Title Posted
Hamish Alexander and children Oct 2002
Who are the Peeps buying their technology from? Oct 2002
The origin of <em>Bolthole</em> Oct 2002
How powerful are superdreadnoughts? Oct 2002
Impeller rooms Oct 2002
<em>Reliant</em>-class battlecruiser ship layout Oct 2002
Ships of the Wall and battleships Oct 2002
Hyper Limits by stellar spectral class Oct 2002
Effective speed by hyper band Oct 2002
Asymmetrical broadsides Oct 2002


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Pearls of Weber

A collection of posts by David Weber containing background information for his stories, collected and generously made available Joe Buckley.

Aftermath of the Terran Civil War

  • Series: Starfire With Steve White
  • Date: April 22, 2009

By the time the dust settled in the Terran Civil War, the Rump and Rim Federations were not at all like the Federation itself had been before the war. The power of the Corporate Worlds had been conclusively broken by their responsibility for the war, and the Rim, of course, was just as anti-Corporate World as the Republic. By the time the Orion population was added to the population of the Rump (the Rim -- although technically part of the Rump -- did not join the Pansentient Union for Quite Some Time), the Croporate Worlder politicians discovered that they had suddenly enjoyed the same experience they'd planned for the Fringe Worlders: submergence and dilution of voting strength in the new, monster political entitty they'd created.

Of course, it would be a mistake to think of this as too total a fusion between the Khanate and the Terrans. It's really rather more like the relationship between the Khanate and the Empire of Gormus, although exactly which is the Khanate and which the Gorm following the changes wrought by the Civil War isn't quite as clear cut as one might have expected it to be.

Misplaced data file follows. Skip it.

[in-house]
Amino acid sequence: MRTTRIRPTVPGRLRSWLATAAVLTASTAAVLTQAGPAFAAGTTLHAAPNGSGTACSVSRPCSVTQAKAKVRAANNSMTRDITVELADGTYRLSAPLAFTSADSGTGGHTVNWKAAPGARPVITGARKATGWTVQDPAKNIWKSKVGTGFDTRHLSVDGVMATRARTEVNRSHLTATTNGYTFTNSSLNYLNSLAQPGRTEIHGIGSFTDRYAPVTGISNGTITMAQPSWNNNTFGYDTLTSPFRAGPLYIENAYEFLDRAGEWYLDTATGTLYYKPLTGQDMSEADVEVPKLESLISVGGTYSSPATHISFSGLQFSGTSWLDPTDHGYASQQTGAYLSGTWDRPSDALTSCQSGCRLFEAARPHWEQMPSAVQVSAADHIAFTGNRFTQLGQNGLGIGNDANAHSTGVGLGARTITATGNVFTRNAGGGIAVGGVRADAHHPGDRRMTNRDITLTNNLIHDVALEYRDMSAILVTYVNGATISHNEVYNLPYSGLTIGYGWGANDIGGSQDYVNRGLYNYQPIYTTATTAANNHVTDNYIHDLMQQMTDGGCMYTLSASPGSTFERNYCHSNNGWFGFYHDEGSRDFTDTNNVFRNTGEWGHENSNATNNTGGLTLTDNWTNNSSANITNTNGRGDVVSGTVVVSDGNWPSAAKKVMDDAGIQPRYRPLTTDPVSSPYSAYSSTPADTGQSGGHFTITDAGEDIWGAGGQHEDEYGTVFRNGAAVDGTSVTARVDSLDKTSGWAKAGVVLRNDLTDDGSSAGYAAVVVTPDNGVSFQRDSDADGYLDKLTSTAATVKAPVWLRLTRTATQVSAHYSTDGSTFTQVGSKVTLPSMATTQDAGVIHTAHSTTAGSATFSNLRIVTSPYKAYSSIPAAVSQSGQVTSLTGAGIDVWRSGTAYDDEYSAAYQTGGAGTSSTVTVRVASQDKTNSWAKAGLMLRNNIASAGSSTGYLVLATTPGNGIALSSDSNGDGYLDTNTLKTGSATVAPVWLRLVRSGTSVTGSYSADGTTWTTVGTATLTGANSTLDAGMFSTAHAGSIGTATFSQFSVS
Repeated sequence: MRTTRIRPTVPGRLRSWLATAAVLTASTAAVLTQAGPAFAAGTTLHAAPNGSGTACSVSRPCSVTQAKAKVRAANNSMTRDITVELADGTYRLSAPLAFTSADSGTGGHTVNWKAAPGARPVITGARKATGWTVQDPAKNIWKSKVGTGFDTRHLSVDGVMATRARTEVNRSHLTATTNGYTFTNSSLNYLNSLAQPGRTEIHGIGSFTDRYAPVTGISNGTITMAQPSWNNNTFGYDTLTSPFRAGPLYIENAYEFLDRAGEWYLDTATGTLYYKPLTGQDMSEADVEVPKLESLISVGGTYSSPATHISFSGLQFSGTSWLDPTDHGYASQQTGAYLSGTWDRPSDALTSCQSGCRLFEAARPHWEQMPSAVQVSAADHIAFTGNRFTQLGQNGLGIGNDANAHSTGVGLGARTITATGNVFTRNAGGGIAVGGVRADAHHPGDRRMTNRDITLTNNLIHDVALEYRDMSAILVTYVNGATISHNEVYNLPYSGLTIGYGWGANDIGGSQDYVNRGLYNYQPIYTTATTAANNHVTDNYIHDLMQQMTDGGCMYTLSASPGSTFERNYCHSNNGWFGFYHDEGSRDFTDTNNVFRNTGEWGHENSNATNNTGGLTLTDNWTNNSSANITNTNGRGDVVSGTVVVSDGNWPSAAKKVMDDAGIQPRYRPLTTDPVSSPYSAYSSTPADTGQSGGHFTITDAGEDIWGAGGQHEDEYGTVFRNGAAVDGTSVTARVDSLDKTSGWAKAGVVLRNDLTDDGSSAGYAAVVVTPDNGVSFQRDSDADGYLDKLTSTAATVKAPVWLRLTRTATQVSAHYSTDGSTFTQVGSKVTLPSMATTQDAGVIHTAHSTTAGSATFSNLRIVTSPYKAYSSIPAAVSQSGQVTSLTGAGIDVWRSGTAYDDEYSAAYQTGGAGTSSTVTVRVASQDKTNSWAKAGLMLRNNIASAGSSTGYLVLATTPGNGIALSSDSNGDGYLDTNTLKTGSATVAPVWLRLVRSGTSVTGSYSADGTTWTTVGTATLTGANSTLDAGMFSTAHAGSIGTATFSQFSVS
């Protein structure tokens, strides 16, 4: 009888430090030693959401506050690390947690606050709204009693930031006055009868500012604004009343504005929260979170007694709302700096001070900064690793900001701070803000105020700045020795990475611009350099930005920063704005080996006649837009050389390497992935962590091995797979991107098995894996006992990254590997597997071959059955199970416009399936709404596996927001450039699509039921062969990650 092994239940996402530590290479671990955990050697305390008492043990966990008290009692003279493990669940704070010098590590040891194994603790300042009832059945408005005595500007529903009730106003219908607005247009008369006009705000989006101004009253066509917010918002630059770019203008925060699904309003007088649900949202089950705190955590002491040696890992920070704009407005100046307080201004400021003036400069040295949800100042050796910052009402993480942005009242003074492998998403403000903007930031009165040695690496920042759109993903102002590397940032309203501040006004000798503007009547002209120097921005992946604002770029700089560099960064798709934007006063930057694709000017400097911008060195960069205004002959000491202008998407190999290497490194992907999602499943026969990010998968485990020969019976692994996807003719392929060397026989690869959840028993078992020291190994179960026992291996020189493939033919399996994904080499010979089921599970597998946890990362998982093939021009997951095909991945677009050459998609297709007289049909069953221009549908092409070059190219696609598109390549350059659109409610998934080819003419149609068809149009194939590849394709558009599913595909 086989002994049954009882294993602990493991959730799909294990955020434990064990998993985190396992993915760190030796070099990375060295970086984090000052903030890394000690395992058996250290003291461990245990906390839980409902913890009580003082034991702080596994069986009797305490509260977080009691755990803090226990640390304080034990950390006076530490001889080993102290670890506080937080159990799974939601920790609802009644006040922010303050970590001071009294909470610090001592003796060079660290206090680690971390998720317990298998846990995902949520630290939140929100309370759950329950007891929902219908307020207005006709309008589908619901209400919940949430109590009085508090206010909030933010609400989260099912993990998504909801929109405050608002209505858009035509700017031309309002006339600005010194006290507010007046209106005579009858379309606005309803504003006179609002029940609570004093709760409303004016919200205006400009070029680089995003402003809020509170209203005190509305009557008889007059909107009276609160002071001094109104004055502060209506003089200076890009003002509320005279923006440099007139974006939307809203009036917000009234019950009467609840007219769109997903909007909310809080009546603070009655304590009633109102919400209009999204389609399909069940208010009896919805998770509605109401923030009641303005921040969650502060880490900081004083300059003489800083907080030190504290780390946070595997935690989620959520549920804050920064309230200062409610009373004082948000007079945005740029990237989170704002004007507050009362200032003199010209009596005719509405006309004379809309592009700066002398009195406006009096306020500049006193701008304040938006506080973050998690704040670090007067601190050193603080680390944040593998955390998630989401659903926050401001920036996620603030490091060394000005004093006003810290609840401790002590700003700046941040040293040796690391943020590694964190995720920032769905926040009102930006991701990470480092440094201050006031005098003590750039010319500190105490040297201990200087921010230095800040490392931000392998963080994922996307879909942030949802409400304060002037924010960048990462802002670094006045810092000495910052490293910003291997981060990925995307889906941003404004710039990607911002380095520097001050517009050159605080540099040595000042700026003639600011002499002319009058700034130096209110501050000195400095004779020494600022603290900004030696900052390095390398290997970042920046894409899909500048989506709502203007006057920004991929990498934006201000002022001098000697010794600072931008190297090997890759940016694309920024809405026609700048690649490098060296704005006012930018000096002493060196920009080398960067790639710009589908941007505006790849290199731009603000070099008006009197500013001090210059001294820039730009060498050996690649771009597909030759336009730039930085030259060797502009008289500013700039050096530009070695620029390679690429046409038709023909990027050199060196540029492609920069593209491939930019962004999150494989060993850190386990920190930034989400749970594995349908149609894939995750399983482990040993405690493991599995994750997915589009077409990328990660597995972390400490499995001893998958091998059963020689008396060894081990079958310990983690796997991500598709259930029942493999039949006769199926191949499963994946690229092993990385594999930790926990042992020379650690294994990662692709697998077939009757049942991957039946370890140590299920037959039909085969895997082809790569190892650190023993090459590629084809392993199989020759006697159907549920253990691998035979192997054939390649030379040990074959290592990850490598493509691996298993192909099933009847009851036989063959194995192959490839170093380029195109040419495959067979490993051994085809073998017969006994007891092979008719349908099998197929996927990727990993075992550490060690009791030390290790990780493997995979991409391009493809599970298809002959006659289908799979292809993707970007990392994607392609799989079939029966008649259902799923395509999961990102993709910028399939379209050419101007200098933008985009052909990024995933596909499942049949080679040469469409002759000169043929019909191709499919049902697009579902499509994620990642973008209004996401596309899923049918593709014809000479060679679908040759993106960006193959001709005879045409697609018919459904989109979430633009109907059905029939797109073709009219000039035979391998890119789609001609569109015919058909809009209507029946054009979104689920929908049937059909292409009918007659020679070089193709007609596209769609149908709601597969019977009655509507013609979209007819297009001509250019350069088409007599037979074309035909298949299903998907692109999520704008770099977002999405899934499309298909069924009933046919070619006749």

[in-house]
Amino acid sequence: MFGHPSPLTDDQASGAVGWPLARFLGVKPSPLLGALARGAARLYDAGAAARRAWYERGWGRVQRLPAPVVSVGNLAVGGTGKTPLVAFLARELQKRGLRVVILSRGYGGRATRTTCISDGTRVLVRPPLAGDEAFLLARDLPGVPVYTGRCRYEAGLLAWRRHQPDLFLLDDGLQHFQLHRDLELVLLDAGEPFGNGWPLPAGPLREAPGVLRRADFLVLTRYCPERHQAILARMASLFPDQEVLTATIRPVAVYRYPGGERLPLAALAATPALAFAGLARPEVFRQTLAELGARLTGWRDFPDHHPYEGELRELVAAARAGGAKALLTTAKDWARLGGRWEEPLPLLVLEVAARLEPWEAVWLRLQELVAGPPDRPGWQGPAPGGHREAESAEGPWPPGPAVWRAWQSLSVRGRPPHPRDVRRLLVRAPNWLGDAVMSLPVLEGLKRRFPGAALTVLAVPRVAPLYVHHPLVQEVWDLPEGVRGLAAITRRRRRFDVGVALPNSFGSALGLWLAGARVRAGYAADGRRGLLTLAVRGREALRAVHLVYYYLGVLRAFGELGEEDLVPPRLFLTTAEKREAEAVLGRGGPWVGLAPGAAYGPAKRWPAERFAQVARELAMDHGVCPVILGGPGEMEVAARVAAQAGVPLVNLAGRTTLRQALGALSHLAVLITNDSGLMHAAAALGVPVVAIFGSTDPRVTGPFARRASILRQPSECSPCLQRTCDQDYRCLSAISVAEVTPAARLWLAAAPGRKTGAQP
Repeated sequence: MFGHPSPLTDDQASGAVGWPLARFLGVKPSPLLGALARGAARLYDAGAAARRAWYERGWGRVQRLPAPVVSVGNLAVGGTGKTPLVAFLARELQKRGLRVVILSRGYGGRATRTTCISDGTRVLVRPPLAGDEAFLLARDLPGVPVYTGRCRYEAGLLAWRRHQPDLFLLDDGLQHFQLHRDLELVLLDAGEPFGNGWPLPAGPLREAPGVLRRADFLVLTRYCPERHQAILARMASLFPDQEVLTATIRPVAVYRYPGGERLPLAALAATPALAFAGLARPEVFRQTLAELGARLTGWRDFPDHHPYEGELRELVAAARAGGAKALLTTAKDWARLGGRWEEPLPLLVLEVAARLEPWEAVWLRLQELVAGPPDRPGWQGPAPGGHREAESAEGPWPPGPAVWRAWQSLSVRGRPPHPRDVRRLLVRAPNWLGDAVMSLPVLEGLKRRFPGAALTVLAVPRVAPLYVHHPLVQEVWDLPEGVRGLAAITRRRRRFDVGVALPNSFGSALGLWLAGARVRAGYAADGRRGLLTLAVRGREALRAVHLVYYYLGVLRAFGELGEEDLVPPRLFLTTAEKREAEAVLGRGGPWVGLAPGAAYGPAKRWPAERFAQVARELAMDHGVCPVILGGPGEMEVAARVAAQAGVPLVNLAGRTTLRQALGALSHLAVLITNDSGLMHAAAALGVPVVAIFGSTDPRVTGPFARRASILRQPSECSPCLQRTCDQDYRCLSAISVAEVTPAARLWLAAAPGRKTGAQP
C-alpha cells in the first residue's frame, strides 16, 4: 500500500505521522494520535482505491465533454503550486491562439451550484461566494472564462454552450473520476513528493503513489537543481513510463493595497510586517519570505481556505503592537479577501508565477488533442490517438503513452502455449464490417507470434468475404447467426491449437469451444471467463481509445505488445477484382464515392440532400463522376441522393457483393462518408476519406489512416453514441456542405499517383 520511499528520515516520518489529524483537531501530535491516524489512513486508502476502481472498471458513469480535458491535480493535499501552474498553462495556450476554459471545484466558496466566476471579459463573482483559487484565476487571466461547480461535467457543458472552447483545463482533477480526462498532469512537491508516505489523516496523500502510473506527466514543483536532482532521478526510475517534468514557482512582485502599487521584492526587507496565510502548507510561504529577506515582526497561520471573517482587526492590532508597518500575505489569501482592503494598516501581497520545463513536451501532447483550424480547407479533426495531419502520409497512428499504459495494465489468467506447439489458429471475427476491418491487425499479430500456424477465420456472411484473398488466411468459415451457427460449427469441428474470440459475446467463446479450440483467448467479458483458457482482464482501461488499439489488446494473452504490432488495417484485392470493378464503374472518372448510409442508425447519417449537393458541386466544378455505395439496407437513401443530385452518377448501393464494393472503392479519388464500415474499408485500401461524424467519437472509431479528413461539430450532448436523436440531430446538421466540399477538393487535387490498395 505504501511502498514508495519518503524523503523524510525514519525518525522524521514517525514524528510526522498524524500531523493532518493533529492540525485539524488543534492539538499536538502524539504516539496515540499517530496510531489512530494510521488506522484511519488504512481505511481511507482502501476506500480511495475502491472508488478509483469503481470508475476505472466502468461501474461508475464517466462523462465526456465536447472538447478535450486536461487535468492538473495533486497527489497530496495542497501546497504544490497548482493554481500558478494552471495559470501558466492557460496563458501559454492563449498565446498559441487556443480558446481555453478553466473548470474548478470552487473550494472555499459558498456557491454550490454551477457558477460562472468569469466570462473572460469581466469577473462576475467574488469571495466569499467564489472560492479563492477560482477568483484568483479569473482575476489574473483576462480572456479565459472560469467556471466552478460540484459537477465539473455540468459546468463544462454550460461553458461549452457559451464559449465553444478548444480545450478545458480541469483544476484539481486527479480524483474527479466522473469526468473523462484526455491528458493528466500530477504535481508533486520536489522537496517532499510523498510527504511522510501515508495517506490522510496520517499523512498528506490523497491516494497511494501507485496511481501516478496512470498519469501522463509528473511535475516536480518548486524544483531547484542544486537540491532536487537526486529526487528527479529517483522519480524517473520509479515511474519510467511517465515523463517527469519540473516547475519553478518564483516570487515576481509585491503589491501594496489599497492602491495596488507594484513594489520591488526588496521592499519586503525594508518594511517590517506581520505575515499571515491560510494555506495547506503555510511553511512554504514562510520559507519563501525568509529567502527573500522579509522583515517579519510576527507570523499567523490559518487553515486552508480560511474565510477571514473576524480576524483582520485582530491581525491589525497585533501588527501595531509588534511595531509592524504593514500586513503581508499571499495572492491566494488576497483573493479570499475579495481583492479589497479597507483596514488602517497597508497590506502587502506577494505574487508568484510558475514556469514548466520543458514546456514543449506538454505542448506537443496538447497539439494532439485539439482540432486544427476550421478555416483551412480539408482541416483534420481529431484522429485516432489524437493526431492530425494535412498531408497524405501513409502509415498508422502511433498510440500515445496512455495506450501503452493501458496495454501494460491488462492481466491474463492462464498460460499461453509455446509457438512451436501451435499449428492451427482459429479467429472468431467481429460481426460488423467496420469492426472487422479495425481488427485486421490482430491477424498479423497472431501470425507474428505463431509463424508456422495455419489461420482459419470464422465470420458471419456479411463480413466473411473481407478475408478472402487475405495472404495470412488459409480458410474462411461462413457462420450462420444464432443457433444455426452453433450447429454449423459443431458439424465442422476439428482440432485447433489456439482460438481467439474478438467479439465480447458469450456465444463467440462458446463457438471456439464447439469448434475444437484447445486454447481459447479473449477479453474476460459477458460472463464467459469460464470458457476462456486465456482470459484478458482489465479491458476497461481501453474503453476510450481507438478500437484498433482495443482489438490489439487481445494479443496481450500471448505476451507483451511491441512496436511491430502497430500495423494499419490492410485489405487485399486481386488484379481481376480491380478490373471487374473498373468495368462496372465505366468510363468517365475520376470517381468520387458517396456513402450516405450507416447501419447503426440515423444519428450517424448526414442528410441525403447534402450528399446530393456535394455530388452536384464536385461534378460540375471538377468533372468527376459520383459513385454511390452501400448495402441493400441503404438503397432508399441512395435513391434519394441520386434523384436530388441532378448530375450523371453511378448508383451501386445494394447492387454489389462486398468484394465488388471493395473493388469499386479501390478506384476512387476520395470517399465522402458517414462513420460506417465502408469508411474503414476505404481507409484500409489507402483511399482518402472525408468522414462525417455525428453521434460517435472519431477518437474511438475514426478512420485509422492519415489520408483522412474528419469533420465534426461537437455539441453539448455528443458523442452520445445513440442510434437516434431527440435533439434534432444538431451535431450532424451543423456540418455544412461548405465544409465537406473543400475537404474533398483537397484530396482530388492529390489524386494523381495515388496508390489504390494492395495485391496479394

As far as the Orion and the Fringers are concerned, the real concern of the Fringe was never anti-Orion chauvinism; that was the way it was portrayed by the Corporate Worlders and their PR machine, and it was so much of the "politically correct" humanocentric view of the universe (as purveyed by Heart World and Croporate World news media, academics, and political pundits) that even as astute a student of history as Ian Trevayne was at least partially taken in by it. The real reason for the Fringe's opposition to the amalgamation of the Khanate and Federation was precisely what Oscar Dieter told Taliaferro it would be: they'd done an analysis and recognized the cynical move to reapportion them out of the representation they'd finally earned for exactly what it was. The wartime propagandists of the Federation were quick to play up the traditional "hatred" of the Fringers for the Orions, but in fact, that "hatred" had a lot more in common with the late 20th century tradition of "hatred" between "Rebels" and "Damnyankees." It represented a holdover of a past tradition which was at least as much a matter for humor and jokes as for any genuine antipathy. As a matter of fact, the Fringers and the Tabbies pretty much shared the same view of the Corporate Worlders, and I suspect the Khan actually took a certain felineoid delight in pushing through the amalgamation and giving the coup de grace to the Corporate World's political dominance.